classictri.JPG (53080 bytes) medtri.JPG (53821 bytes) medtri2.JPG (53866 bytes)

A "Classic" Tri

   A "Shaded Tri"

A different form of Shaded Tri


fadedtri_red.jpg (57480 bytes)

mostlyred.JPG (66008 bytes)

Two Different dogs exhibiting the "Faded Tri" coloration


Andrew Smalley states in his Any True Hound Color booklet that "the varied shading of these tri-colour hounds can give the different patterns which some people give very different names to. For instance, where there is a lot of white and the colour patches are faded to give a mingling of black and tan hairs, some people within the show world would refer to these as hare pied. However, it is not the colour the hunting world recognizes as hare pied..."

blacktandrawing.jpg (25606 bytes)

One of many colored drawings from Andrew Smalley's book, showing the black and tan pattern. In beagles the dog would have varying degrees of white at the extremities and not be solidly colored, such as shown here.  This is the basic background color for the beagle. All other colors are recessive to it.


This dog is definitely a Blue-Ticked Tri-color, even though there are many flecks of brown on the lower legs, this is still referred to as "Blue-ticked". The "blue" is achieved by an intermingling of white hairs among the darker black color, and is not really a dilute blue.  The extreme ticking seen in this dog, extending even the length of the tail, is seen more often in field bred beagles where so much ticking is not considered a fault by breeders.    This dog is most likely registered as a Black, White and Red with Ticking.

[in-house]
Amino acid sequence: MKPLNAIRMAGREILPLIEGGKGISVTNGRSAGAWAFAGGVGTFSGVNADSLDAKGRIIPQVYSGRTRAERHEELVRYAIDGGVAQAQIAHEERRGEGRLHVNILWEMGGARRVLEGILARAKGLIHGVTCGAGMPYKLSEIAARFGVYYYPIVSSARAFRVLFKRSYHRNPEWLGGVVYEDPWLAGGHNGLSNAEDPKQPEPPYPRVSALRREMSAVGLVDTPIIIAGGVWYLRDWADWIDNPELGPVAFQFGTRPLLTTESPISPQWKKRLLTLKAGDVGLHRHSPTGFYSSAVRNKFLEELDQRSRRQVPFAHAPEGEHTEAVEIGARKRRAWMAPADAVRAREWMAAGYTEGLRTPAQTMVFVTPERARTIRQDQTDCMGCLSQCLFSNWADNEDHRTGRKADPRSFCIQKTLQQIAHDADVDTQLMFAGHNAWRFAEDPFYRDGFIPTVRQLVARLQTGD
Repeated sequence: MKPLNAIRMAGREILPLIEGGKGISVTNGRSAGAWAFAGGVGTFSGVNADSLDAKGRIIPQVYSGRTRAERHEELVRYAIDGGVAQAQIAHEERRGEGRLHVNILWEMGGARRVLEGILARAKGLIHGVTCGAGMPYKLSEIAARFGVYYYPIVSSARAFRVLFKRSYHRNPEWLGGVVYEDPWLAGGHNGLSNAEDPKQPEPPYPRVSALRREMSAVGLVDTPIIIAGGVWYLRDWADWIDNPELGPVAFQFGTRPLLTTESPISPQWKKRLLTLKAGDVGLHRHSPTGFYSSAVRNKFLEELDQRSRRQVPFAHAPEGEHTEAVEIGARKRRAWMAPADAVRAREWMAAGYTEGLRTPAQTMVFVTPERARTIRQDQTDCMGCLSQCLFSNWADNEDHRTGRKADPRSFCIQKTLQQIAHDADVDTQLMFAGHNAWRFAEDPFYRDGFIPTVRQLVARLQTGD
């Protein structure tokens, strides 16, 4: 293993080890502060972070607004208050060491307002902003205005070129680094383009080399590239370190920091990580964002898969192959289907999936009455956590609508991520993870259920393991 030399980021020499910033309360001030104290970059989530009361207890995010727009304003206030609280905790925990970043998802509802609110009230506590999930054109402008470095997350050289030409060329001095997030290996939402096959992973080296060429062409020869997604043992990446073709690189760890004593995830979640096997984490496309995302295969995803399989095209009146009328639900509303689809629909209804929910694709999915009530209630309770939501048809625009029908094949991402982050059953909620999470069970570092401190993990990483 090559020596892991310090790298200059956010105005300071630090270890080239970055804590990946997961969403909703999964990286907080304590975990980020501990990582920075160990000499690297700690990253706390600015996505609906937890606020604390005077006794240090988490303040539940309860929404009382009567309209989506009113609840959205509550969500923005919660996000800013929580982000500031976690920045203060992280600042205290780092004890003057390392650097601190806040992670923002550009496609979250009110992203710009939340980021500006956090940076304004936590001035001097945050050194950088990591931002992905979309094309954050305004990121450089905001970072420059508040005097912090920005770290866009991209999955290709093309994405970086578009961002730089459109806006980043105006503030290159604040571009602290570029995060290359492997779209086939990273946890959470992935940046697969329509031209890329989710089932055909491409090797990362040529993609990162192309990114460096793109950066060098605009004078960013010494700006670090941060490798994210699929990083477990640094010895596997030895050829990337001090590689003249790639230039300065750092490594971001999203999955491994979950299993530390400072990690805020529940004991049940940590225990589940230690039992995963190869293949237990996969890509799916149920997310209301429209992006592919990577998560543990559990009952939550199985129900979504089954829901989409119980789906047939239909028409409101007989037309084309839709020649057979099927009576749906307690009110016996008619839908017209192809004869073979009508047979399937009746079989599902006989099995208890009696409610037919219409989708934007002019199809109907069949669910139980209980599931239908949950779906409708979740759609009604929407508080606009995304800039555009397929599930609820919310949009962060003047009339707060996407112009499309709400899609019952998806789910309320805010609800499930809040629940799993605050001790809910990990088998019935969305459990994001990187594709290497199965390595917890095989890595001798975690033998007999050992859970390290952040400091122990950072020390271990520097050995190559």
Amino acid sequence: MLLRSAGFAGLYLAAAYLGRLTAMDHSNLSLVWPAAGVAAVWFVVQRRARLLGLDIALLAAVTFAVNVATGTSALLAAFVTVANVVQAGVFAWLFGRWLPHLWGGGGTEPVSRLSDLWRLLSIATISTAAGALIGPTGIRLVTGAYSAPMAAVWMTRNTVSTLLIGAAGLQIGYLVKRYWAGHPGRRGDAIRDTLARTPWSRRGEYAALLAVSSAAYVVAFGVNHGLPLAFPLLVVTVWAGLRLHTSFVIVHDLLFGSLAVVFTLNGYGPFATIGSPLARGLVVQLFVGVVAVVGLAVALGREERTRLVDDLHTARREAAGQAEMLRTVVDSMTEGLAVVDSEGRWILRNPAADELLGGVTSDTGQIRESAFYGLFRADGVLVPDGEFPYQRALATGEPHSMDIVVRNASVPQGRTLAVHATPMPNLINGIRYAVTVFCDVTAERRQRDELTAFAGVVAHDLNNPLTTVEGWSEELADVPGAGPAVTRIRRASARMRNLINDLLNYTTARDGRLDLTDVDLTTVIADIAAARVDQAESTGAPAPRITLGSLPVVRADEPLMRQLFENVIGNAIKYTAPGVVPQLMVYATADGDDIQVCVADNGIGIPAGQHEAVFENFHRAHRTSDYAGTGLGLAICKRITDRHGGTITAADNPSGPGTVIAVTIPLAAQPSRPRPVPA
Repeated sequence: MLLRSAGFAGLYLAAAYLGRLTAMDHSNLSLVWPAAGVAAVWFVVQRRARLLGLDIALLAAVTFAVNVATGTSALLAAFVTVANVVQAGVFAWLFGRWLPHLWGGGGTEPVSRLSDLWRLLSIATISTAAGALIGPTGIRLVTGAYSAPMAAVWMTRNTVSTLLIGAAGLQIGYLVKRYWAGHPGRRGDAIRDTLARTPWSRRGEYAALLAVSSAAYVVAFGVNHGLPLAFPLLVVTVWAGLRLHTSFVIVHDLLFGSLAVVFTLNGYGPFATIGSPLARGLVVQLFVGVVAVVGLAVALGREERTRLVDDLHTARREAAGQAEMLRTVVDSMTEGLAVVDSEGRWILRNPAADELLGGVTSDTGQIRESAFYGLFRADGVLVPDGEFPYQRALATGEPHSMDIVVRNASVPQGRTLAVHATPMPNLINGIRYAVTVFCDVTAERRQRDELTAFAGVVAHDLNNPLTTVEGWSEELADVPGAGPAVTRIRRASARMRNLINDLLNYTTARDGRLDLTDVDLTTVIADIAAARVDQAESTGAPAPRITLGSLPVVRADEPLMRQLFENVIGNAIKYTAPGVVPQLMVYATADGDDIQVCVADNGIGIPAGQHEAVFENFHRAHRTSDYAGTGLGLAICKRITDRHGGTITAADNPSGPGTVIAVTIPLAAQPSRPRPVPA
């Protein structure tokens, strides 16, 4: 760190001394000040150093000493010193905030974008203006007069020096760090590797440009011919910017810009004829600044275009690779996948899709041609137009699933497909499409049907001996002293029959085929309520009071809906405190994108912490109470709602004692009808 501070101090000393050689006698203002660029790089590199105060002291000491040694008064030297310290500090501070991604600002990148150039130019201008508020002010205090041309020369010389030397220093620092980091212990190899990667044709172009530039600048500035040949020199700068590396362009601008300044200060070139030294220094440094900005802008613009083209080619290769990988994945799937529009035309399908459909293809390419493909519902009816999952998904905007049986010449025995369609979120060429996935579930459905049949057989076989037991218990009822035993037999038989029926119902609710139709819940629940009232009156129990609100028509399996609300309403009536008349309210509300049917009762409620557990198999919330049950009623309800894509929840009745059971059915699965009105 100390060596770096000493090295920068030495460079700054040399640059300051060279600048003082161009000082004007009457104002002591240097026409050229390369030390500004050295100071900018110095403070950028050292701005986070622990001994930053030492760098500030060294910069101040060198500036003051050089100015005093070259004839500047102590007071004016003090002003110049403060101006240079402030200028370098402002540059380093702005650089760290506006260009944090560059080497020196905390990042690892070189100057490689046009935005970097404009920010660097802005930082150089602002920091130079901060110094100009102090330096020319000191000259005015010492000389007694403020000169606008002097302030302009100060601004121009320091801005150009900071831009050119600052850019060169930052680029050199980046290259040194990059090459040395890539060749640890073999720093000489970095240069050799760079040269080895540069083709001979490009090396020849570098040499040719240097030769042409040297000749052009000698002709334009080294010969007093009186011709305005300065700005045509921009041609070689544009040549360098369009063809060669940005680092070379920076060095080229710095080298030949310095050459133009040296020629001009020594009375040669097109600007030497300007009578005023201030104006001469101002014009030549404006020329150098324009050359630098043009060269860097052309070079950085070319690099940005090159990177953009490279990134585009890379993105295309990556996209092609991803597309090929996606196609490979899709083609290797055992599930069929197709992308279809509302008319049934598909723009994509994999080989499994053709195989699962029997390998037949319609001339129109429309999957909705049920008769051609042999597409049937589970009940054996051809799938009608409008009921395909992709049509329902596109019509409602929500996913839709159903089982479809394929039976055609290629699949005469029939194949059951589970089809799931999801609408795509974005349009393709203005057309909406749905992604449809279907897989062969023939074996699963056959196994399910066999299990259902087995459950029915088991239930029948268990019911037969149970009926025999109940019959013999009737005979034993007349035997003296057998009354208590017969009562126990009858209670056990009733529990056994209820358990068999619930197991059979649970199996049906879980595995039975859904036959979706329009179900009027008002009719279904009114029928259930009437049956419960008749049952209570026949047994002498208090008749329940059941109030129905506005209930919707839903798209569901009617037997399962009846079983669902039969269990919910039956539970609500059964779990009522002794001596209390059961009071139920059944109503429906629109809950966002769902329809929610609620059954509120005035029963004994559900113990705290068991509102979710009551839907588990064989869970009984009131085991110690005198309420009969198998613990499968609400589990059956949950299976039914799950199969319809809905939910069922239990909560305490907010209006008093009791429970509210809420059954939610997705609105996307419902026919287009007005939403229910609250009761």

blutick.jpg (67198 bytes)


In Any True Hound Color, Andrew Smalley says of the mottles:  "Sometimes you will find on these tri-colours spots on the white areas in various degrees of distribution. Some people call these mottles, but genetically, it is impossible for them to be. These spots occur on a puppy turned six to seven weeks and become denser with maturity, whereas the true mottles will show its prospective colour from about four to five days."  He further says, The pigmentation of the skin in a mottled hound is a solid colour, as is that of the blue roan Cocker and this is the acid test....Assuming mottled parentage, you can identify your mottled puppies from a very early age by looking at their feet. In a puppy which is to finish up tri-colour, the soles of the feet will be pigmented in patches, whereas, the mottled puppy will have pads of a mulberry colour at first, then black, because as I have said, there will be no patches of pink on a mottle."


sporran20.4.00.jpg (88201 bytes)   This dog represents what is called a Mottled Tri-color, so called because of the mottling or ticking of both black and brown in the white areas.  He is also a very good representative of the AKC color White, Black and Red.  This is definitely a Red not Brown or Tan color.   Mottling has more white background showing through than extreme ticking as above, and the "ticks" are clearer in color and often larger in size.


These dog are representative of what would be termed   Open or Broken Tri-Color, where white is the predominant color. Such  dogs would be designated as white, tan and black. The "Open" designation usually refers to the white on the back, breaking up the color. Below are different pattern of Open Tri-Color.


openmarked.jpg (60047 bytes)

  open_tri_1.jpg (21988 bytes)

opentri3.jpg (59367 bytes)

Hosted by